Quality Assurance is the process that the testing is a part of. A test is a single QA task with well defined success criteria (e.g. software build is a QA step validating that the software builds, and is thus the first step in any QA process). Test is only worth conducting if it positively impacts the QA process (the cost to run the test is less than the penalty from the potential loss if not running it). Once automated, the test well amortizes across the life time of the software, providing that automation process maintenance is robust enough and is not an overhead on its own.

Tests are typically subdivided by categories (unit, functional, regression, performance, etc.), but it really does not matter for automation. What does matter is the cost of automation versus that of manual testing. In order for test to be reliably automated it should be possible to consistently isolate the entity being tested (for input and environment) and have a reliable success criteria capable of producing the binary yes/no answer for the test. Simple Test Runner is written to treat software QA as such.

Abstraction Levels

The Simple Test Runner has three levels of testing abstraction and includes just enough support for all of them. These levels are (from abstract to specific):

  1. Abstract Test - run test command and check its exit code
  2. Material Test - run test.sh script that takes three parameters, test setup command, test execution command, and test result analyzer command, all three must succeed (0 exit code) in order for test to be counted as passed
  3. Specific Test - run test.sh script same way as above but use analyzer.sh to analyze the output, the analyzer.sh expects that test command produces files and needs to be provided the directory with "golden" files to compare test output with
Start with the simplest one that solves your immediate task, check the next one when need more.
Distribution Archive Contents

suite
     \
      +-code     # Bash Code, ~319 lines
      +-example  # is worth a thousand words
      +-LICENSE  # to guard ourselves from each other

Minimum Setup

  1. Put the directory code somewhere and treat it read-only
  2. Create a file tests.txt in the directory where you run the test or, preferrably, create it somewhere else and create a symlink to it in the directory where you're going to run tests
If you change to the directory having tests.txt you should be able to run the script suite.sh. If you run it as suite.sh -n -g\* it will display all tests in the file tests.txt.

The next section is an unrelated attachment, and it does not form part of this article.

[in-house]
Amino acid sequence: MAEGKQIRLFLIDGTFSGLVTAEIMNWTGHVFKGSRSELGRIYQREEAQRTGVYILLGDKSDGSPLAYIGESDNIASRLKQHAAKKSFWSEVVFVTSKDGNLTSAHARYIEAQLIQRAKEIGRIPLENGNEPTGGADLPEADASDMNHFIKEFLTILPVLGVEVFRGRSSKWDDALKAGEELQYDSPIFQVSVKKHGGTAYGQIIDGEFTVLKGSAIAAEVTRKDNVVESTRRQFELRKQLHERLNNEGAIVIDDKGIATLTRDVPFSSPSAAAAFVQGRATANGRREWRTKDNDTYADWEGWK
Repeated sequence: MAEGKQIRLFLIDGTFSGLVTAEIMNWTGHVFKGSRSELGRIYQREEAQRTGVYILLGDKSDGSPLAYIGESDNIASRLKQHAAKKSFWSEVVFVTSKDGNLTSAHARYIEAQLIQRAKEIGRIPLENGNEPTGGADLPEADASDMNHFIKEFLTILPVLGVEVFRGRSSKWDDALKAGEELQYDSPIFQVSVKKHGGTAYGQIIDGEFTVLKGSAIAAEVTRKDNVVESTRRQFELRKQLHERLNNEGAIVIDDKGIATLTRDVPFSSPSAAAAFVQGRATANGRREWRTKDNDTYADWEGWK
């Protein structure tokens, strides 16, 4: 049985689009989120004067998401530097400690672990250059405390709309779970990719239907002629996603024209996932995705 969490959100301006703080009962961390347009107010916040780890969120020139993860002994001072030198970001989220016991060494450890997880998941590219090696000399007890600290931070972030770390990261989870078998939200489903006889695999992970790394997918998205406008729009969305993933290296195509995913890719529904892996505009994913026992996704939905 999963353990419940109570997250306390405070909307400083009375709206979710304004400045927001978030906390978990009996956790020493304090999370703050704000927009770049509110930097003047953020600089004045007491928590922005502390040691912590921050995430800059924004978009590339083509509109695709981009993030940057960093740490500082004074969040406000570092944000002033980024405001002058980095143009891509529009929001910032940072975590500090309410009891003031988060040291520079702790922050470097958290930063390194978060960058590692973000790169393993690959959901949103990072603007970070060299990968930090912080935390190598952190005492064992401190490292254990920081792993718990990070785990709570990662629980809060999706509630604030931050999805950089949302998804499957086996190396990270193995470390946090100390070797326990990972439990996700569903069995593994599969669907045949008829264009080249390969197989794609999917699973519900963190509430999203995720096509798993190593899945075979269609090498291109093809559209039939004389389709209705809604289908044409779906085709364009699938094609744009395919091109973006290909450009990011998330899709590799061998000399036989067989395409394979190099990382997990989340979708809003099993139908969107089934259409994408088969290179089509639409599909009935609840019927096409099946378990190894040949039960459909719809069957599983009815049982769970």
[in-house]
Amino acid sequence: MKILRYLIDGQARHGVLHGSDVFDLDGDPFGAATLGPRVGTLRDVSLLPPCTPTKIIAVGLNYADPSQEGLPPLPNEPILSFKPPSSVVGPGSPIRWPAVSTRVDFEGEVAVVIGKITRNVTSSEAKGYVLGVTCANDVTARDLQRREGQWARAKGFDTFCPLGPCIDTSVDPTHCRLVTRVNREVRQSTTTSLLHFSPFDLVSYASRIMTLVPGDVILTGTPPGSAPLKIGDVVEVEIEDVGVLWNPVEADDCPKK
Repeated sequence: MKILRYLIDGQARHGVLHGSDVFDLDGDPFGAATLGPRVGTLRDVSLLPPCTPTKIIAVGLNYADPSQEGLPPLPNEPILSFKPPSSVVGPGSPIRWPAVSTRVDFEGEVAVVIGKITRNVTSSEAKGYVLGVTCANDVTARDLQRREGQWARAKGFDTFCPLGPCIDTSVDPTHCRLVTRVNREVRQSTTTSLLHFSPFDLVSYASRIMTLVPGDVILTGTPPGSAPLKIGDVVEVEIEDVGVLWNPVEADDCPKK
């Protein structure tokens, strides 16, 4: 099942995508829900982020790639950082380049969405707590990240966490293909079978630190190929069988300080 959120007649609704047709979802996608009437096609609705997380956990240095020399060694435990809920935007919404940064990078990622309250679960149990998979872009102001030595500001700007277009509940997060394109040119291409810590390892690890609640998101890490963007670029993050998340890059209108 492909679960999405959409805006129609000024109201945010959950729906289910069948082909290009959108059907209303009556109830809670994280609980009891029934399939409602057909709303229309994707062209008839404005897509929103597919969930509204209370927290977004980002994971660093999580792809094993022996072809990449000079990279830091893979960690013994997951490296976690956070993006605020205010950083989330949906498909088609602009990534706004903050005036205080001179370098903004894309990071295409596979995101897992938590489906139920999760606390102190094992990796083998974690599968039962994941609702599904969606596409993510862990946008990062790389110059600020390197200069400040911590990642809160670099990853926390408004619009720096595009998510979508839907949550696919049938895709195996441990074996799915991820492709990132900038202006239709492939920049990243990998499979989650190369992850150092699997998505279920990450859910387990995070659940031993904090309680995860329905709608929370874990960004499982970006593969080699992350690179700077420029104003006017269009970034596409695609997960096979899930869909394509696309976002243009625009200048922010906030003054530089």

First Level - Abstract Test

Abstract test is only supposed to be a shell executable and thus be able to return exit status.

The file tests.txt can look as the one below:

# [group name] [test name]            [timeout, sec.] [command to run]
  run          trivial_pass_test      30              /bin/true
  run          trivial_fail_test      30              /bin/false
  run          trivial_timedout_test  3               /bin/sleep 5
The suite.sh runs test's command line and fetches the exit code if the code is 0 the test is PASSED, otherwise FAILED
bobah@europa> suite.sh -g run ;# -g: a group of tests to run, in this case "run"
suite.sh -I- run trivial_pass_test (pid=4813, pwd=run/trivial_pass_test/work)
suite.sh -I- trivial_pass_test - PASSED, 00:00:00 (0s)
suite.sh -I- run trivial_fail_test (pid=4821, pwd=run/trivial_fail_test/work)
suite.sh -I- trivial_fail_test - FAILED, rc=1, 00:00:01 (1s)
suite.sh -I- run trivial_timedout_test (pid=4831, pwd=run/trivial_timedout_test/work)
suite.sh -I- run trivial_timedout_test - TIMEOUT, terminated, 00:00:04 (4s)
suite.sh -I- total tests: 3, passed: 1, failed: 2

Second Level - Material Test

Material test is supposed to need pre-run preparation and produce analyzable results. For instance, preparation can be fetching the person's e-mail from address book, test execution can be sending a mail to the person and asking to reply, and test results analysis can be checking for the reply in the own mailbox.

In case your test fits in prepare-execute-analyze model you can use Simple Test Runner's test.sh script, which needs you to provide commands for three above described steps. Setup and Analyzer commands are defaulted to /bin/true, so if configured as below, it runs just as an Abstract Test, just testing the exit code of test executable.

# [group name] [test name]                [timeout, sec.] [command to run]
  run          abstract_as_material_pass  30              ${BASE_DIR}/test.sh -x /bin/true

The below tests.txt demonstrates all possibilities of the Material Test model implemented in test.sh

run  material_pass           30  ${BASE_DIR}/test.sh -x /bin/true
run  material_fail_setup     30  ${BASE_DIR}/test.sh -s /bin/false -x /bin/true  -a /bin/true
run  material_fail_running   30  ${BASE_DIR}/test.sh -s /bin/true  -x /bin/false -a /bin/true
run  material_fail_analyzis  30  ${BASE_DIR}/test.sh -s /bin/true  -x /bin/true  -a /bin/false

Third Level - Specific Test

Specific test is supposed to produce something in the directory where it runs. The canonical file-based test output analysis implementation is provided by the script analyzer.sh, which is also a part of the Simple Test Runner.

The analyzer.sh script expects three parameters: diff command (defaults to "diff -q"), filter command (defaults to /bin/cat), and a directory with golden output to compare the current output with. The work done by analyzer for each file in the output is schematically described as below.

current/outputfile.ext | filter | outputfile.txt.current \
                                                          --> diff_cmd ? PASS/FAIL
golden/outputfile.ext | filter | outputfile.txt.gold     /